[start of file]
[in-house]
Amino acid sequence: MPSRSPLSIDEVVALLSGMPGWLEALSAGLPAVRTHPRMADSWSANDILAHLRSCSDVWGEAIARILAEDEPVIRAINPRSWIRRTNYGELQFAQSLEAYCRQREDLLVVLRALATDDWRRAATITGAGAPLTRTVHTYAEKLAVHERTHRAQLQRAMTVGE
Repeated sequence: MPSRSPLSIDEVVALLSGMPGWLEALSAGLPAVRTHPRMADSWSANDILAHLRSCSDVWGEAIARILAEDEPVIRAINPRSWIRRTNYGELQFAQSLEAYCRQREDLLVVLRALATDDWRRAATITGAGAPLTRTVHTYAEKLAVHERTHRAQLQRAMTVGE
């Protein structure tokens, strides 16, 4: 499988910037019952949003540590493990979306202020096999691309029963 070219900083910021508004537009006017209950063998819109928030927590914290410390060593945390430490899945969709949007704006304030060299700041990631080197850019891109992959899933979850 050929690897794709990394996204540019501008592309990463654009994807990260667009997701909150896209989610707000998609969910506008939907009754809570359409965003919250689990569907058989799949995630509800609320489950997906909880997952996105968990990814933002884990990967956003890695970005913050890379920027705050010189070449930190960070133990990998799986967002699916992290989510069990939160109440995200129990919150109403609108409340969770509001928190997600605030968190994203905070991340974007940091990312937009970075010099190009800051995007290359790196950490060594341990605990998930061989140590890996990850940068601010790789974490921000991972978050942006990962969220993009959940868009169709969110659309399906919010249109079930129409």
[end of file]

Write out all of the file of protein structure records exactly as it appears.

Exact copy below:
[in-house]
Amino acid sequence: MPSRSPLSIDEVVALLSGMPGWLEALSAGLPAVRTHPRMADSWSANDILAHLRSCSDVWGEAIARILAEDEPVIRAINPRSWIRRTNYGELQFAQSLEAYCRQREDLLVVLRALATDDWRRAATITGAGAPLTRTVHTYAEKLAVHERTHRAQLQRAMTVGE
Repeated sequence: MPSRSPLSIDEVVALLSGMPGWLEALSAGLPAVRTHPRMADSWSANDILAHLRSCSDVWGEAIARILAEDEPVIRAINPRSWIRRTNYGELQFAQSLEAYCRQREDLLVVLRALATDDWRRAATITGAGAPLTRTVHTYAEKLAVHERTHRAQLQRAMTVGE
């Protein structure tokens, strides 16, 4: 499988910037019952949003540590493990979306202020096999691309029963 070219900083910021508004537009006017209950063998819109928030927590914290410390060593945390430490899945969709949007704006304030060299700041990631080197850019891109992959899933979850 050929690897794709990394996204540019501008592309990463654009994807990260667009997701909150896209989610707000998609969910506008939907009754809570359409965003919250689990569907058989799949995630509800609320489950997906909880997952996105968990990814933002884990990967956003890695970005913050890379920027705050010189070449930190960070133990990998799986967002699916992290989510069990939160109440995200129990919150109403609108409340969770509001928190997600605030968190994203905070991340974007940091990312937009970075010099190009800051995007290359790196950490060594341990605990998930061989140590890996990850940068601010790789974490921000991972978050942006990962969220993009959940868009169709969110659309399906919010249109079930129409």